Here's another idea about memorable first lines from books.You know, after fifty-some years of reading, it's very hard to remember all those first lines, folks.
What are your favourite first sentences from books? Is there a book that you liked specially because of its first sentence? Or a book, perhaps that you didn’t like but still remember simply because of the first line?
I can't say that I recall ever liking or disliking a book just because of its first line, or that I remember any book specifically because of its first line. And at the moment, I can't think of any books I've disliked but remember simply because of the first line.
I always think the most successful opening lines (or first few lines, anyway) of a book convey something of the tenor of the entire book, or at least delineate the main character in an arresting and appropriate fashion. That's a tall order, and even some of the greatest works of literature don't achieve it.
From the ones that do, these are some of my favorites:
You don't know about me, without you have read a book by the name of "The Adventures of Tom Sawyer," but that ain't no matter. (The Adventures of Huckleberry Finn, Mark Twain)Hmmmmm. Obviously, I could go on like this all day. But that's enough firsts for now.
Scarlett O'Hara was not beautiful, but men seldom realized it when caught by her charm as the Tarleton twins were. (Gone With the Wind, Margaret Mitchell)
It was a bright cold day in April, and the clocks were striking thirteen. (1984, George Orwell)
"Christmas won't be Christmas without any presents," grumbled Jo, lying on the rug." (Little Women, Louisa May Alcott)
Alice was beginning to get very tired of sitting by her sister on the bank, and of having nothing to do: once or twice she had peeped into the book her sister was reading, but it had no pictures or conversations in it, "and what is the use of a book," thought Alice "without pictures or conversation?" (Alice's Adventures in Wonderland, Lewis Carroll)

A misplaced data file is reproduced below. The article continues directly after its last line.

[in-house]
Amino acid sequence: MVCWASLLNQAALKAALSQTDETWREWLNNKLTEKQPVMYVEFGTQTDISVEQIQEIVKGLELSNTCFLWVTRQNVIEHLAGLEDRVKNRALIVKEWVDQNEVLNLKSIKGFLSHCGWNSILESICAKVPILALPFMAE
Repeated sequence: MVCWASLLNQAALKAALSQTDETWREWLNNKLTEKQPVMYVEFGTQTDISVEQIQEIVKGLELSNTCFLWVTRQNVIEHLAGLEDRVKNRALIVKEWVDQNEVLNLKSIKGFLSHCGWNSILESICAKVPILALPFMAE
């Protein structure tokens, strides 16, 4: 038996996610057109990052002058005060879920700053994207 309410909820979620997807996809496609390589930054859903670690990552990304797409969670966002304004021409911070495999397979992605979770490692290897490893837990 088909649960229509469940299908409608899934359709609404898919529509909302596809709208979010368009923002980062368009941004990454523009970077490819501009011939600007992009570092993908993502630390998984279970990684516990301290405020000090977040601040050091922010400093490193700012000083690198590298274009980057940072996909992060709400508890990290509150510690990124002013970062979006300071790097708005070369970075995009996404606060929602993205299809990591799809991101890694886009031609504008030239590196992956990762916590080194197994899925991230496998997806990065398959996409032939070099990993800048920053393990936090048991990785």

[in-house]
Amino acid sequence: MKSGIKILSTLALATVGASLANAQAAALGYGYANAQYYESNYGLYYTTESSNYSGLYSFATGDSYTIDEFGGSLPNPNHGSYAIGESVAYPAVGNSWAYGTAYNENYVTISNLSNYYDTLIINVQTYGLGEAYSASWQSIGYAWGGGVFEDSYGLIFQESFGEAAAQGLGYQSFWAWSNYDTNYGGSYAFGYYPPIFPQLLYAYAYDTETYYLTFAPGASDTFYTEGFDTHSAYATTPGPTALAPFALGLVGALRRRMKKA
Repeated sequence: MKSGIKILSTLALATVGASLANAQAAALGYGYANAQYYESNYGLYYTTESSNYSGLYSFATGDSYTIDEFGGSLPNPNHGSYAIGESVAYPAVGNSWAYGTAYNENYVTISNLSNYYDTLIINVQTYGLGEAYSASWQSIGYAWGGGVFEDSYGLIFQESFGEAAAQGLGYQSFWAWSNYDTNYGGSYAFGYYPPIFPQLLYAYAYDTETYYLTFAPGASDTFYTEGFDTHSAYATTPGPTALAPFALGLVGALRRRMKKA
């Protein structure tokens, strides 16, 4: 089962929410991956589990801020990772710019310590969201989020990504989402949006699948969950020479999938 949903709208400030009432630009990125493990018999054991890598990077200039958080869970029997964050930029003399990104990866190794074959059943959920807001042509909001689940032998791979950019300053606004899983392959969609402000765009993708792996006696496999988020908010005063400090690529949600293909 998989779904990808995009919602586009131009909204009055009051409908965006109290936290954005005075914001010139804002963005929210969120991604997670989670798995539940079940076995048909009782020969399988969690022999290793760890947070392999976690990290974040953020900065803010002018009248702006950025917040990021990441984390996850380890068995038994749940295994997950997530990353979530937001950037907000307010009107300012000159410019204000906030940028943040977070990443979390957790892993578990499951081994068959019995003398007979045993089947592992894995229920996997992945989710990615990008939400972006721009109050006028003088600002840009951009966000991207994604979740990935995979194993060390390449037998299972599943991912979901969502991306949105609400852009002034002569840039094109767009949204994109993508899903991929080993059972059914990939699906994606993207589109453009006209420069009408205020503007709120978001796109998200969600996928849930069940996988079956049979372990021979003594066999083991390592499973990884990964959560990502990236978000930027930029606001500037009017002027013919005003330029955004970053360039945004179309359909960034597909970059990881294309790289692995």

The new curate seemed quite a nice young man, but what a pity it was that his combinations showed, tucked carelessly into his socks, when he sat down. (Some Tame Gazelle, Barbara Pym)
He – for there could be no doubt of his sex, though the fashion of the time did something to disguise it – was in the act of slicing at the head of a Moor which swung from the rafters. (Orlando, Virginia Woolf)
If you really want to hear about it, the first thing you'll probably want to know is where I was born, and what my lousy childhood was like, and how my parents were occupied and all before they had me, and all that David Copperfield kind of crap, but I don't feel like going into it, if you want to know the truth. (The Catcher in the Rye, J.D. Salinger)
Evelyn was an insomniac so when they say she died in her sleep, you have to question that. (Pontoon, Garrison Keillor)
Here is Edward Bear, coming downstairs now, bump, bump, bump, on the back of his head, behind Christopher Robin. (Winnie-the-Pooh, A.A. Milne)